Ya' should have given that mountie leader a golden shower for his efforts before you continued up.

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O.K. here go's, I help teach the mountain steers, climbing course in Wenatchee, there are some good people with them. Our classes are small, about 6 to 10 people, we have had the same problems in the icecicle as i've heard here,it's not the steers, it's all you 206'ers, theres just too many of you. So I think you should all stop Fucking til eastern Washington catches up.

We held our carvase rescue at Rainer, and they told us to leave,but they come over here and act like they own the place. I don't know if we will have a class or not this year, but if they do I will help out, I just like to teach people something I love to do. We just don't have all the bullshit.

Paul

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OK, I've been getting laughs here for months and never posting anything but with this thread I just have to contribute some Mountaineer stories of my own. We wake up at the north ridge bivy on Stuart and scramble to the gendarme bypass to find two climbers at the bottom of the rappel. They immediately warn us to turn back saying the route is too iced up and dangerous. That one of their party had fallen there yesterday and was still hanging from the rope down this loose couloir with a broken leg. That's gotta hurt. Two others in their group had made it up the peak somehow and were calling in Chelan Co. Rescue. Well the route looked fine to us and they insisted that the injured guy not be moved until rescuers arrived so we rapped down and stepped across a few slightly icy rocks to the scree leading up into a hot summer day. Many helicopter sightings later at Long's Pass we talked to one of the county rescue members, might have been Haireball. He tells us the guy did'nt really break his leg and was hiking out on his own. The rescue guy was just waiting there to tell the mounties how stupid he thought they all were. Occasionally mountainerror bumblitude can work to your advantage. On my way out of the Pinnacles many years ago I spotted two women who were descending from above Martian Direct. Back then you either went up the ridge or down to a tree to rappel with one rope. They'd started rappeling down the face on one rope when I stopped and told them it would'nt reach would they like to use my rope also. At first they refused my help but after the leader got down far enough to see she called out to accept my offer. She clips into a single bolt and lowers her rope which I tie to mine and they get down where we can exchange phone numbers. They were both really cute Mountaineer's from Olympia. A few weeks later one of them calls asking me to climb Goode with her and a friend. Great but at Chelan we find a horde with the same plan so we go up to Sir Donald instead. Nobody there. Having climbed too slowly to summit and descend in daylight we agree to keep going and bivy. These girls had all the essentials plus bivy sacks and space blankets. The night was pretty comfortable thanks to all the "extra" stuff they carried and one of them became my regular climbing partner and eventually mothered our two daughters. Which leads to another story. She gave my name to the Climbing Committee Chairman who was looking for someone to lead rock pitches for him and two other Mountaineers on the south side of Kangaroo Temple. Six or so pitches up a thunderstorm from the north arrives. Wind, lightning and pouring rain drove us into a nearby cave (maybe the gallery cave) which seemed more like a microwave oven with all the electrical action going by. The lightning passed, the rain turned to snow and the Mounties refused to go. Lots of daylight left, four easy pitches and back to the car. None of my friends would've hesitated to get the fuck out of there. But nooooooo, we were going to sleep on these jagged rocks, cramped together with drips of water falling on us. The only bivy I ever really hated. In the morning there is 3-4 inches of snow on the route but the weather is nice, it's July and I'm past ready to leave. The one guy who can lead 5.8 checks it out and then the Chairman takes a look. They agree to stay put and hope things are melted off by the next day. I'm more than a little incredulous and describe how to stand in a sling if it's too hard. So I lead up, leaving lots of gear for them to pull on. I never climbed with a Mountaineer again. Except for my wife.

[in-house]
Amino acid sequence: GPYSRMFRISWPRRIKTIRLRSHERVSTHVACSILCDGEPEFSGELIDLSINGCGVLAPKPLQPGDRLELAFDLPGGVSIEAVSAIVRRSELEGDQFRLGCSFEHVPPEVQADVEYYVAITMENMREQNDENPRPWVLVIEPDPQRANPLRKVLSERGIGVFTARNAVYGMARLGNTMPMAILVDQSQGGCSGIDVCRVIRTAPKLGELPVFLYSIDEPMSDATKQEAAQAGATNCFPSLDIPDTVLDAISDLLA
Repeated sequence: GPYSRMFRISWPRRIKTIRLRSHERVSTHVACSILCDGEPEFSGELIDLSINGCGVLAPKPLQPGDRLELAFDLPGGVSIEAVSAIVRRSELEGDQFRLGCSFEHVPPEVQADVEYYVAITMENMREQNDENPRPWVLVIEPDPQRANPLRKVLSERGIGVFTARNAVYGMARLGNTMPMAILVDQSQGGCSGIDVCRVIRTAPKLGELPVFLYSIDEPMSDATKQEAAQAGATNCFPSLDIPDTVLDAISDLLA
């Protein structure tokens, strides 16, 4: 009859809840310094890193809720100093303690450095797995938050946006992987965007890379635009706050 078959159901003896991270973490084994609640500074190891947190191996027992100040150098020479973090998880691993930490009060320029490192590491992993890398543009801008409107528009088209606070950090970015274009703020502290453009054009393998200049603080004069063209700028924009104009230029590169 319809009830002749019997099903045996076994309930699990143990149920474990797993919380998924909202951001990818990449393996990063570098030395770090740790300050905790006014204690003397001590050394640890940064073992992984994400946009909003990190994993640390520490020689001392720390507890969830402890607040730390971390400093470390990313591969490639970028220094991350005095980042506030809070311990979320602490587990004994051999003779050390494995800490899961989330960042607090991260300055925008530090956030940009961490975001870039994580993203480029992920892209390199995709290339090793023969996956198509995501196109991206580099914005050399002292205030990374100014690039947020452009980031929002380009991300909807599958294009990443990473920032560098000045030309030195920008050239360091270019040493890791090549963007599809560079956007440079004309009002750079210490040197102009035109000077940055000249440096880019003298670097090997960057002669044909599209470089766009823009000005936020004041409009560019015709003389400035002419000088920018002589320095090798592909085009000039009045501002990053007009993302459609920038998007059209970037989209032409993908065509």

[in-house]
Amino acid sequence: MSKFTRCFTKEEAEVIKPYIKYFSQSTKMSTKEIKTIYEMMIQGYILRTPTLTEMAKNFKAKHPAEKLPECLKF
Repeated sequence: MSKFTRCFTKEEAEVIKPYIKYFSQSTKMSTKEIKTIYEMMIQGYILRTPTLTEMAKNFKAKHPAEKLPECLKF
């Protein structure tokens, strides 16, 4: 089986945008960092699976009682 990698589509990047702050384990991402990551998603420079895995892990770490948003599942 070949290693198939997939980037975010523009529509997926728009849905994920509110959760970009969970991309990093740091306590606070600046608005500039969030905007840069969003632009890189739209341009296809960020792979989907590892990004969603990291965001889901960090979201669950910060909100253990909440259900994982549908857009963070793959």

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I did the Basic course and a couple of years of the Intermediate course and don't regret it at all. Being brand new to climbing it was a good way to learn the basics and meet new people to climb with. The reason I dropped out is that I figureds out I don't really like the organizational thing. I just like to go out with friends I have climbed with and trust and have a good time. I still think the Basic course is a good program and recommend it to people who want to learn rudimentary skills.